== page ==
This time, conservative leaders and critics are beginning to drop their defenses much more quickly — perhaps because there's no confirmation process for Rice's new position as national security adviser, and there's nothing much they can ultimately do about it. Here's a guide, still with plenty of anger but ultimately acceptance, to that transformation in the making.
Republicans wanted a do-over on Benghazi. They got it, but with today's appointment of Rice as national security adviser, Obama is signaling that he thinks he won round two. Here's the tale of the tapping — and how the emails went mainstream, and then didn't.
In a big shake-up of the President's inner circle (and a big thumb in the eye of Senate Republicans) National Security Adviser Tom Donilon is resigning his post ... and it's going to Susan Rice.
According to ABC News, the government talking points on the situation in Benghazi went through eleven versions prior to their final release. We've created an interactive tool allowing you to walk through each individual change.
U.N. Ambassador Susan Rice may get the last laugh. Republicans won't be able to stop her from claiming her consolation prize, which, if a new report proves to be accurate, will be as the head of national security.
It wasn't exactly a McCainian grilling, but Stewart did get rather obsessed with Washington's obsession with her talk-show explanation. He also tried — and failed — to do the Harlem Shake.
According to the Boston Globe, President Obama settled on Kerry for Secretary of State before, not after, Rice withdrew herself consideration.
There are several key differences between President Obama's cabinet picks in 2009 and in 2013. This term there are more longtime Obama allies. This term he's showing more "confidence in his choices," picking fights with Republicans. And this term he's picking a lot of white males.
The trio of senators who led the months-long wave of criticism against U.N. Ambassador Susan Rice are suddenly focusing their attention on Obama's potential pick for Secretary of Defense.
A summary of the best reads found behind the paywall of The New York Times.
In an interview late Thursday night after withdrawing from the running for Secretary of State — and in a new op-ed published overnight — Susan Rice insisted about the Benghazi conflict that ruined her future that "it's our obligation to try to explain it as best we can to the American people."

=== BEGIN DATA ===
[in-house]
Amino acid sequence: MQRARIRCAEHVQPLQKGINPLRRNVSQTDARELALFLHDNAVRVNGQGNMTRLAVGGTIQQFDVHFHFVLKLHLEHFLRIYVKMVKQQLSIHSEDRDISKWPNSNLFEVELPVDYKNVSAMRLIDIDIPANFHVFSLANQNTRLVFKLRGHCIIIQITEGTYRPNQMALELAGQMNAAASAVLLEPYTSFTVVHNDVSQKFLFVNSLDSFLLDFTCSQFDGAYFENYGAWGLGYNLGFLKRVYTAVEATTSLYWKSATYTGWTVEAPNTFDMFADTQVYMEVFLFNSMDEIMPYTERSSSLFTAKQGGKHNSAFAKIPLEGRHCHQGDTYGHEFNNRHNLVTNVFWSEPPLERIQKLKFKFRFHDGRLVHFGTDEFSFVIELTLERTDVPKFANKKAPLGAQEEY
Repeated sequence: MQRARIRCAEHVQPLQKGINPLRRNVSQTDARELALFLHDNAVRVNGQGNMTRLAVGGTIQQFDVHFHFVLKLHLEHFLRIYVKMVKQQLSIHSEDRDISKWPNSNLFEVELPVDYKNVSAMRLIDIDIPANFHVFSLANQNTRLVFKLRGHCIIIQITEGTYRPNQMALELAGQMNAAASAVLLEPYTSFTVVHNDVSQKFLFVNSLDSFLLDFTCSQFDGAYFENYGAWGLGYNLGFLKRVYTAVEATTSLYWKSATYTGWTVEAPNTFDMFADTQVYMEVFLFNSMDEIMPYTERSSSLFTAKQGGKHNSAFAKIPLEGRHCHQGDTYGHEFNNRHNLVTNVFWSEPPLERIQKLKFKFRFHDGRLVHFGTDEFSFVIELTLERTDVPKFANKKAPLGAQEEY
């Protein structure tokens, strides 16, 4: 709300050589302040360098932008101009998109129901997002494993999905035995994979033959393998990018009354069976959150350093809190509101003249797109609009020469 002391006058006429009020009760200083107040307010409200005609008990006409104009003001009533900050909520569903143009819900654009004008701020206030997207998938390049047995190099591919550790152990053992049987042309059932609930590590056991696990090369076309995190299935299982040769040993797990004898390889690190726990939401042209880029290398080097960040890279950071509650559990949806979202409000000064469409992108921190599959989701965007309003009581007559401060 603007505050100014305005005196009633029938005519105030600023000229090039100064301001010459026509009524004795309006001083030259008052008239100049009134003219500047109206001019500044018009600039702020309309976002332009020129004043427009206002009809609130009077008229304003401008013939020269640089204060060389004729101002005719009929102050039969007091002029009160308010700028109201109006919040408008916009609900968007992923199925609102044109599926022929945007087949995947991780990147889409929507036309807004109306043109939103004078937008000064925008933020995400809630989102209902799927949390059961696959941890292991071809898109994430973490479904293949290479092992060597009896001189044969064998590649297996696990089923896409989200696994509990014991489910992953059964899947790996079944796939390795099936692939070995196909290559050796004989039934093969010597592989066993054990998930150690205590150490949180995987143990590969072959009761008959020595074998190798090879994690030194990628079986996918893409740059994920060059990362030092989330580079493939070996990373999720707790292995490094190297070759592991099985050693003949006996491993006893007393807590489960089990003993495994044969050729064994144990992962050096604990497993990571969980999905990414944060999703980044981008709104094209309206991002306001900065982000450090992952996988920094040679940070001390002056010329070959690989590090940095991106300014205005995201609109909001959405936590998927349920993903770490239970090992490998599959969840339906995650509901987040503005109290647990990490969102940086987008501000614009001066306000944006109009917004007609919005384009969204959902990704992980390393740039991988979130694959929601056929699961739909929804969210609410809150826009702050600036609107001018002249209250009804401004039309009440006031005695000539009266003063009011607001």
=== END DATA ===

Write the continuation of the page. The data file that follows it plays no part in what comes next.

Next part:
McCain's campaign to block Rice's appointment was as strange as it was successful. Here's a timeline of the big moments that forced Rice to withdraw her name from consideration for Secretary of State on Thursday afternoon — and probably now make John Kerry the frontrunner.
President Obama's one-time frontrunner for the position has withdrawn herself from consideration. Here's what we know so far.
John McCain is going to join a Senate committee just in time to vet Susan Rice, or whomever President Obama nominates for Secretary of State.
Republican Senators have gotten little traction trying to pin the Benghazi disaster on U.N. Ambassador Susan Rice, but new details about the role she's played in the ongoing Congolese war might be more damaging to her possible nomination for Secretary of State.
At a press conference late Monday morning, Sen. John McCain called Sen. John Kerry "Mr. Secretary" at a press conference, which was either wishful thinking or a Freudian slip.
As Republican senators suddenly break out the effusive praise for Democratic Senator John Kerry as the right choice over Susan Rice for Secretary of State, well, there's a whole lot of flip-flopping on the not-so-fast track to Foggy Bottom.
For the past few weeks, we've seen Senators John McCain and Lindsey Graham fall over one another trying to point out just how wrong Susan Rice was. Don't think Jon Stewart and his team haven't been eagerly watching, too.